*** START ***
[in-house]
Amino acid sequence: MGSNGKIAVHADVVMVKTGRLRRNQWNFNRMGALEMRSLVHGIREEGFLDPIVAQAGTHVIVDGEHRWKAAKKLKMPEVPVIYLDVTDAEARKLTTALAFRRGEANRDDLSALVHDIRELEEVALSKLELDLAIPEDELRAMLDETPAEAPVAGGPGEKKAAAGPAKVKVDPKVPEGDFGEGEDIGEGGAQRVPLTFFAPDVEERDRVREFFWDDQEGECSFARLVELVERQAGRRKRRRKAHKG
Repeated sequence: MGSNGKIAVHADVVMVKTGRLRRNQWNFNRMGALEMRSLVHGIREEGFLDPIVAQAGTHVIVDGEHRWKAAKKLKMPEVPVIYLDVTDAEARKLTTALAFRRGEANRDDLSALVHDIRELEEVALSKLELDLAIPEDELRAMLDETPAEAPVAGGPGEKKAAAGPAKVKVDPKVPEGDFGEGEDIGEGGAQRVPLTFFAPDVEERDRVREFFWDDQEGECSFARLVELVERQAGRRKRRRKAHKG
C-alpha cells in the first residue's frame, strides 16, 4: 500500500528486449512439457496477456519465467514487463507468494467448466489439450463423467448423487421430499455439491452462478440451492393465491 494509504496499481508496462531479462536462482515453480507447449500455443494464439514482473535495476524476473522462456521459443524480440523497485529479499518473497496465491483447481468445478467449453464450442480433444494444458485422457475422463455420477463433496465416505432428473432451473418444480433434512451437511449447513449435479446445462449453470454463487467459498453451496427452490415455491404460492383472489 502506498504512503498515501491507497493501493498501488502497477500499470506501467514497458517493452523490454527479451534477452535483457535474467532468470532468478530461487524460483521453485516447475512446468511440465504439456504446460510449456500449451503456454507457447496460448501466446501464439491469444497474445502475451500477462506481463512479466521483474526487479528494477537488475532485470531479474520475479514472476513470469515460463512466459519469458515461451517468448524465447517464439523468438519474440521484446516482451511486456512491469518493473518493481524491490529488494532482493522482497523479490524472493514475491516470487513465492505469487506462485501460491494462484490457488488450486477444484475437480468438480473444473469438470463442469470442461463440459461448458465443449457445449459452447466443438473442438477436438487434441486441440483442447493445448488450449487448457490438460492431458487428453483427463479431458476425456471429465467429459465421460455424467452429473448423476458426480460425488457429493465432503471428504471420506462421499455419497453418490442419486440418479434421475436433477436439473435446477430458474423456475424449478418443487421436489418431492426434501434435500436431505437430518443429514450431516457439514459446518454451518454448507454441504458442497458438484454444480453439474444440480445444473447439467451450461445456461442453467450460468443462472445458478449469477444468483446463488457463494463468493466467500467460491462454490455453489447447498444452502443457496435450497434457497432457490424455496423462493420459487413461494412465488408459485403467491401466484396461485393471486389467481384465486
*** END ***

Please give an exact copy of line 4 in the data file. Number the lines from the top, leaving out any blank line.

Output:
C-alpha cells in the first residue's frame, strides 16, 4: 500500500528486449512439457496477456519465467514487463507468494467448466489439450463423467448423487421430499455439491452462478440451492393465491 494509504496499481508496462531479462536462482515453480507447449500455443494464439514482473535495476524476473522462456521459443524480440523497485529479499518473497496465491483447481468445478467449453464450442480433444494444458485422457475422463455420477463433496465416505432428473432451473418444480433434512451437511449447513449435479446445462449453470454463487467459498453451496427452490415455491404460492383472489 502506498504512503498515501491507497493501493498501488502497477500499470506501467514497458517493452523490454527479451534477452535483457535474467532468470532468478530461487524460483521453485516447475512446468511440465504439456504446460510449456500449451503456454507457447496460448501466446501464439491469444497474445502475451500477462506481463512479466521483474526487479528494477537488475532485470531479474520475479514472476513470469515460463512466459519469458515461451517468448524465447517464439523468438519474440521484446516482451511486456512491469518493473518493481524491490529488494532482493522482497523479490524472493514475491516470487513465492505469487506462485501460491494462484490457488488450486477444484475437480468438480473444473469438470463442469470442461463440459461448458465443449457445449459452447466443438473442438477436438487434441486441440483442447493445448488450449487448457490438460492431458487428453483427463479431458476425456471429465467429459465421460455424467452429473448423476458426480460425488457429493465432503471428504471420506462421499455419497453418490442419486440418479434421475436433477436439473435446477430458474423456475424449478418443487421436489418431492426434501434435500436431505437430518443429514450431516457439514459446518454451518454448507454441504458442497458438484454444480453439474444440480445444473447439467451450461445456461442453467450460468443462472445458478449469477444468483446463488457463494463468493466467500467460491462454490455453489447447498444452502443457496435450497434457497432457490424455496423462493420459487413461494412465488408459485403467491401466484396461485393471486389467481384465486